With heat indexes forecast to climb past 100 once again, Philadelphia’s heat emergency remains in effect through 8 p.m. Wednesday.

As of 2 p.m., the index had reached 99 officially at Philadelphia International Airport. While the temperature, 91, was several degrees lower than the highs the previous two days, that likely had to do with the sun’s having to evaporate some of water vapor filling the air, which could incite trouble later on when strong storms are possible.

While the National Weather Service hasn’t issued a heat warning for Wednesday — only an advisory — the city is erring on the side of caution, given the potential cumulative effects of a heat wave that began Friday and the fact that the nights have been oppressive.

The low Monday morning, 81, tied a record for a highest minimum temperature for the date in Philadelphia; Tuesday it got no lower than 76, and Wednesday, 77.

“The threat is definitely still there, and we want to offer as many supports as we can,” said James Garrow, spokesperson for the Public Health Department. As part of the emergency response, the Philadelphia Corporation for Aging will again staff its heat “helpline” (215-765-9040); the city is keeping some cooling shelter open; and in an unprecedented move, is enlisting SEPTA’s help.

Several of SEPTA’s large accordion buses will keep their motors idling and air-conditioners running until 5 p.m to serve as makeshift cooling centers. It might not be as refreshing as a dip in a city swimming pool, all or which are closed, but it is cool.

“This is a first for SEPTA,” said spokesman John Golden, adding that it was the brainchild of the city’s Office of Emergency Management. “We’ve never offered our buses as cooling stations before.”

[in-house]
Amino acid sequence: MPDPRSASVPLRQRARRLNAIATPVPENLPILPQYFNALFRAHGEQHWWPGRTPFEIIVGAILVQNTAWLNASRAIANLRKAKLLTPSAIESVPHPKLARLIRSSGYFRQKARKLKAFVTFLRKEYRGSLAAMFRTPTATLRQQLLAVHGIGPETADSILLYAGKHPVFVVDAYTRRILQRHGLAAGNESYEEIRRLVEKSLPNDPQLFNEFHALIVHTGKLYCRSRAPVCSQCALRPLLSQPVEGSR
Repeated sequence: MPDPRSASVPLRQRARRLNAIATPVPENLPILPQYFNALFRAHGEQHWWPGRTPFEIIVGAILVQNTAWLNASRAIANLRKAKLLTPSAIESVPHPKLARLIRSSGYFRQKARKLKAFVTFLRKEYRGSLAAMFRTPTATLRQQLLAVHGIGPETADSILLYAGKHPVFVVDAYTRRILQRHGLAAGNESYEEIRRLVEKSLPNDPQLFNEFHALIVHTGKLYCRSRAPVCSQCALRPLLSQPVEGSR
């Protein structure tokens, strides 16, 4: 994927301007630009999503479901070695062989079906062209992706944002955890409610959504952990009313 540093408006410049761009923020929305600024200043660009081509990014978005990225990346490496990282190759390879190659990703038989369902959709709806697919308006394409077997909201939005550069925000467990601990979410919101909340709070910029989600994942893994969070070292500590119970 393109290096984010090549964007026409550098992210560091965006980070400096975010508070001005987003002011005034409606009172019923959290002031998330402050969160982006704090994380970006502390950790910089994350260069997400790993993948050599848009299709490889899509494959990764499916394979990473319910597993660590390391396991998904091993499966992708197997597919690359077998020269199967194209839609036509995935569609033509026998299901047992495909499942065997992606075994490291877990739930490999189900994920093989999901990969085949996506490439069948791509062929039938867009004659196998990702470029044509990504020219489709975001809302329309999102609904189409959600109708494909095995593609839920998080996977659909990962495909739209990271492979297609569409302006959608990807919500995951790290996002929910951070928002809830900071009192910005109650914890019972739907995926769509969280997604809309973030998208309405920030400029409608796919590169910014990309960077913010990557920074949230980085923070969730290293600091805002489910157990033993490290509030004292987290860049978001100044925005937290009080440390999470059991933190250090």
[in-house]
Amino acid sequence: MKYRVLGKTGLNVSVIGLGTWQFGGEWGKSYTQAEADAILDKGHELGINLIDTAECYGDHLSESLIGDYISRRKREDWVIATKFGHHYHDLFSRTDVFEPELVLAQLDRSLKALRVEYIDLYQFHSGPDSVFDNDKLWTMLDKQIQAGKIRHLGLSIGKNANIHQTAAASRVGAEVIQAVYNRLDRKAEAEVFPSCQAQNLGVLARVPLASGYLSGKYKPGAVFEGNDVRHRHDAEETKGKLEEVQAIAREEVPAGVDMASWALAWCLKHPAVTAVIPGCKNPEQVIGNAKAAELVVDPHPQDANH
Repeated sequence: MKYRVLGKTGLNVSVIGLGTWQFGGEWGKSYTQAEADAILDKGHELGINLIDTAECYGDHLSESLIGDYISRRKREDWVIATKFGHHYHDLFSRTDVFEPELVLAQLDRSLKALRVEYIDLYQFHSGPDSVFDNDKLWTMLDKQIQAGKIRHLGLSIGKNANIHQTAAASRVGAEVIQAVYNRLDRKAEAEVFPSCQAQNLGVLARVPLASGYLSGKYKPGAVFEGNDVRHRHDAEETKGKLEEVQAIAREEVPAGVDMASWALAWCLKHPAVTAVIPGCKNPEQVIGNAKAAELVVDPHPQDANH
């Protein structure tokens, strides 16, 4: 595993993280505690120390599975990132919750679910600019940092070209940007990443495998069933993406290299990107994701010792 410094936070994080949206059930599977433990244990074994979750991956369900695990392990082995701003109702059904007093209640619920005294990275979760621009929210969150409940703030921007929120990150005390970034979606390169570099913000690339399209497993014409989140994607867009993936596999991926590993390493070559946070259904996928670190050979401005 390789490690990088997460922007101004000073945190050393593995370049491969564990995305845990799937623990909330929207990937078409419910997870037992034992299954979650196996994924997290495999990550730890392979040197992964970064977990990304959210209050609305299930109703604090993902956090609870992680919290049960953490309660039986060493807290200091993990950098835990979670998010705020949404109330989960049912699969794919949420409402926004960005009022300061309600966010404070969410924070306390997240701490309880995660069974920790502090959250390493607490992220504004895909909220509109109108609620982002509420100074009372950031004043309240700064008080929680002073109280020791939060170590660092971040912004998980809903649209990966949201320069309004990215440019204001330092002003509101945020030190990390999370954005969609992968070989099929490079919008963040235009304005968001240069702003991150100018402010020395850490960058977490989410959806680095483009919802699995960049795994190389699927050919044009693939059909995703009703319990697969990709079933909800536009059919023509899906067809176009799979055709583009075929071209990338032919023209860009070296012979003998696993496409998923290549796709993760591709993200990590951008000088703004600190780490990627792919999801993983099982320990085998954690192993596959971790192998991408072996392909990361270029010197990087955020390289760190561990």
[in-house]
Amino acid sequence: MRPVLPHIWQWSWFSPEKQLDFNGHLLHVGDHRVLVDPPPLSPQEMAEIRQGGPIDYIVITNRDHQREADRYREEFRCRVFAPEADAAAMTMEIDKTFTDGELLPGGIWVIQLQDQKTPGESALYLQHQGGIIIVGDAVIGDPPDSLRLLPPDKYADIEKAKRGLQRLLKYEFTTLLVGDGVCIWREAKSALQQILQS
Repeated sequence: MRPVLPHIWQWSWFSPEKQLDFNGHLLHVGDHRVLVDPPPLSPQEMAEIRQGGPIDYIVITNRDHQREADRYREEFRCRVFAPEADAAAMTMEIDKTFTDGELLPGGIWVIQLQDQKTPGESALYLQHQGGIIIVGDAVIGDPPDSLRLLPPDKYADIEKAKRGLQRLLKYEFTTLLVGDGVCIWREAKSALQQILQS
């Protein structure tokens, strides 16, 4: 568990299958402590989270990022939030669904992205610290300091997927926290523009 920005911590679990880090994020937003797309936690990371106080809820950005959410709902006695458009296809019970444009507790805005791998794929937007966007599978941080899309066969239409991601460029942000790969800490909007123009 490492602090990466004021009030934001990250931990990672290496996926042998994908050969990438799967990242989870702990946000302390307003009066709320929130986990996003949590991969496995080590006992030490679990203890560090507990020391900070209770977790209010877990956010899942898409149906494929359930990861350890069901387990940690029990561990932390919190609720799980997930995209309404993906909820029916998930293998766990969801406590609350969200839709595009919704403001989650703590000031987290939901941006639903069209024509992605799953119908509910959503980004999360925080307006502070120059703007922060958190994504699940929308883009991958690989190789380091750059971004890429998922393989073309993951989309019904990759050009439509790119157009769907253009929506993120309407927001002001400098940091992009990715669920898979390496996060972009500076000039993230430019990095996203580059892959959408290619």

Health experts heat waves become more hazardous the longer they last, and this one is in Day 6.

Protracted heat makes it harder for houses to cool off, especially when nights are hot. That buildup is especially dangerous for the elderly who live alone, and the Corporation for Aging estimates that more than 100,000, or better than 35%, of Philadelphians 60 and older live alone.

And it has been quite hot this week. Philadelphia officially got up to 94 by 3 p.m. Tuesday, and that was considered a respite as relative humidity decreased.

That was a mere retreat, however, as water-vapor levels have returned. Any storms could be drenchers. The most likely period for storms would be in the early evenings Wednesday and Thursday.

The “precipitable water” values will be quite high, and given that the atmosphere is in a state of summery torpor, “slow storm motion looks to be an additional issue.”

The government’s Storm Prediction Center in Norman, Okla., has the region under a “slight risk” for severe storms, primarily for wind. The criterion is gusts of about 60 mph or better. The chance of severe weather is higher on Thursday, it said.

Thursday might also be the technical end of the heat wave, as temperatures might fall just short of 90. The weekend will still be warm, with highs in the 90 neighborhood, forecasters say, but it should be comfortable, at least relatively.

In the meantime, although the coronavirus has presented unique challenges, Health Commissioner Thomas Farley advised family members and neighbors to look in on those who live alone.

Here are the cooling options. Those using them are asked to wear masks and maintain social distancing.

Libraries

  • Haddington Library, 446 N. 65th St.
  • Lillian Marrero Library, 601 W. Lehigh Ave.
  • Logan Library, 1333 Wagner Ave.

Schools

  • West Philadelphia High School, 49th and Chestnut Streets.
  • Kensington High School for Creative and Performing Arts, 1901 N. Front St.

Buses

  • Germantown and Hunting Park Avenues.
  • Wyoming and Rising Sun Avenues.
  • Frankford and Allegheny Avenues.
  • 52nd Street and Larchwood Avenue.
  • 29th and York Streets

In addition, all the city’s “spraygrounds” will be open.

Here is a complete map of the city’s cooling options.